Reblogged » To Have A Soul over at Mr. Peel’s Sardine Liqueur.
Yesterday, Michael Parent, writing for Anomalous Material, included the underrated film Bullitt by the late Peter Yates in his fine The Top 10 Films of the Year 1968 piece. In reaction to that, you might be thinking: “Wait. Every Steve McQueen fans knows what a cool flick this is. How can you say it’s underrated?”. Well, I’ve come to believe that it’s trivialized because of that fact. The film continues to be dismissed as just a 60s cool star-vehicle (yes, the car reference was intentional, folks) for McQueen.
“Agreed, Bullitt is great film making on every level. It really brought the genre into (what was then) the modern age. Prior to Bullitt, police procedurals had a 1940s-1950s flavor to them.”
Nailed it. Both Michael’s and John’s articles got me thinking why I’m of the belief Bullitt remains more than a pastiche of McQueen’s cool blues and a classic car chase. IMO, nothing distinguishes it better than one astute look at the film by a writer here in Los Angeles. The one who regularly pens some extraordinary film essays on his blog, the wonderfully titled Mr. Peel’s Sardine Liqueur, wrote an appreciation of the film following the passing of Peter Yates last year:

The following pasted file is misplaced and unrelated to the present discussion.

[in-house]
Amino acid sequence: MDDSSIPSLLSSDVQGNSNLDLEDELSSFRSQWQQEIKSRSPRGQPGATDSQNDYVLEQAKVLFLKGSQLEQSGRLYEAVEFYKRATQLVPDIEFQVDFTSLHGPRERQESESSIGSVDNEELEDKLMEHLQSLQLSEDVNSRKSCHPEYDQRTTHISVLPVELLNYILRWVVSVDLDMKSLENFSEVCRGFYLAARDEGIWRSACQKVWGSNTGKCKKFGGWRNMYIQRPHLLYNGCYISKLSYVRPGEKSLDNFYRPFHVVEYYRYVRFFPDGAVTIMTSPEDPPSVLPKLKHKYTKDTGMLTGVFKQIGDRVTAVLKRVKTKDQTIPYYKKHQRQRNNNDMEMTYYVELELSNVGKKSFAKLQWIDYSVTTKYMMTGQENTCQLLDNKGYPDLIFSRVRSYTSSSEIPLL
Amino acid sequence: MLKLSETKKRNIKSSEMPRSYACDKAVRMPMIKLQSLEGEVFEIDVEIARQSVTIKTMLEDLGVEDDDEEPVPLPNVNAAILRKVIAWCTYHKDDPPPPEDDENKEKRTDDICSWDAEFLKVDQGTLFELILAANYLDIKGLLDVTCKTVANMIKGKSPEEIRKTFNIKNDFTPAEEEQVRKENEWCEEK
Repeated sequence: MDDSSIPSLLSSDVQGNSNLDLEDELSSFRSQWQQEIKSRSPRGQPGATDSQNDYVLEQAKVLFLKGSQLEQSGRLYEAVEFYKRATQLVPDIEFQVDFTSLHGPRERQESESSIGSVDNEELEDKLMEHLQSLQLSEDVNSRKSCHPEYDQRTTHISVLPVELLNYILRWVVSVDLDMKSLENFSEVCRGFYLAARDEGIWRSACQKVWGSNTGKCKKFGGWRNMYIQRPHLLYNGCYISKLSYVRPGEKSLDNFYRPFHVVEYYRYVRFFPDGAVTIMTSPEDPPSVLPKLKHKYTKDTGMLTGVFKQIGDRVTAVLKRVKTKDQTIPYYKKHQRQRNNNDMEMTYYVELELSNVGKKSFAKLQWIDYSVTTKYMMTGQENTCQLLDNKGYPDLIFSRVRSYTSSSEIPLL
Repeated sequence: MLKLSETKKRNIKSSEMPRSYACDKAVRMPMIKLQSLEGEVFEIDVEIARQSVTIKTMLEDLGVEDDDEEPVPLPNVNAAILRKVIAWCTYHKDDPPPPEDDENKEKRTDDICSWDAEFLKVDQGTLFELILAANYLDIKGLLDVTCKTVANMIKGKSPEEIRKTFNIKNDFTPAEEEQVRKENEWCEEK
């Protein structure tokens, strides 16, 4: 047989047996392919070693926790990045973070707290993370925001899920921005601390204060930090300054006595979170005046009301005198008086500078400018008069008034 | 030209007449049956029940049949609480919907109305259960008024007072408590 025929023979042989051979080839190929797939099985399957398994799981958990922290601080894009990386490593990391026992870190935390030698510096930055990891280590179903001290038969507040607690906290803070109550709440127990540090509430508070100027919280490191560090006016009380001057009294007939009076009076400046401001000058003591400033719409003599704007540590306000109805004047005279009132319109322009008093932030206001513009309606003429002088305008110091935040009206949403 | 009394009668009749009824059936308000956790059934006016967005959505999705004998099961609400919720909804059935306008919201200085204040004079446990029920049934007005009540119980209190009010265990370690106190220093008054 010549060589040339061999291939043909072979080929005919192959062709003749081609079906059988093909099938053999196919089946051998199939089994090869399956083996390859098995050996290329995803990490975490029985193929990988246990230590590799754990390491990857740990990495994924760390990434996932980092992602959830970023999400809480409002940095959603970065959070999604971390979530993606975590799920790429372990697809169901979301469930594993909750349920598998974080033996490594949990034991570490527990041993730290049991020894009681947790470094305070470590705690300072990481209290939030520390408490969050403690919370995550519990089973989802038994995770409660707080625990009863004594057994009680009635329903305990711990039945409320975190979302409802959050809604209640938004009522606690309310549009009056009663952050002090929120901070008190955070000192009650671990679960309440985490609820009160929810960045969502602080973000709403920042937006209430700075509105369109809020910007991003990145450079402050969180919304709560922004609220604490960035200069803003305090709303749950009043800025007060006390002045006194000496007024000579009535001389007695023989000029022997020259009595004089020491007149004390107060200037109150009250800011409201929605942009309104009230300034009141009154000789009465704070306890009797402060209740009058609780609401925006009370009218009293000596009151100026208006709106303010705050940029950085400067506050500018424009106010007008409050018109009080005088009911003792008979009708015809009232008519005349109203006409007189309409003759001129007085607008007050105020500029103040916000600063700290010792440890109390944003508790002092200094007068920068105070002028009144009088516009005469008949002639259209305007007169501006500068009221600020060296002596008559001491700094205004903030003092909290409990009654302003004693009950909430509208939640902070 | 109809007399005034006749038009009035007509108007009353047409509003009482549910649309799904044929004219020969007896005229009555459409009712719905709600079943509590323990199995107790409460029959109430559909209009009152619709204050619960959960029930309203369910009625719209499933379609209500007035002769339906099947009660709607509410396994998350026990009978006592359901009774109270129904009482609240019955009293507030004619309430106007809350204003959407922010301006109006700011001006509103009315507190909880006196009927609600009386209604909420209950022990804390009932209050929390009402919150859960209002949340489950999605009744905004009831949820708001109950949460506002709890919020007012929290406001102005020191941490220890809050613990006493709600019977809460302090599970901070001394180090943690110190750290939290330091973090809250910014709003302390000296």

“Bullitt buying groceries. For some reason, that’s what I always think of. In the middle of this film with one of the most celebrated car chases ever put on celluloid, as well as a few other pretty damn great sequences as well, I always find myself thinking about those tiny moments of behavior from Steve McQueen that we get to witness throughout as we do nothing more than observe the man who is Bullitt. Patting down his hair, that gesture of grateful thanks to that nurse who brings him some food and that glare in his eyes every time he stares down Robert Vaughn. And of course that way he stacks up those TV dinners in the tiny shop across the street from his apartment, not paying any attention to what they are but he knows that he’ll need to eat something when not dealing with the annoyance of the whole Johnny Ross case or dallying with Jacqueline Bisset during nights out.”
If you’ve enjoyed this flick, or maybe not as much as others, I heartily recommend reading Peter Avellino‘s (aka Mr. Peel) stellar assessment of a film that too often gets kicked to the curb with faint praise.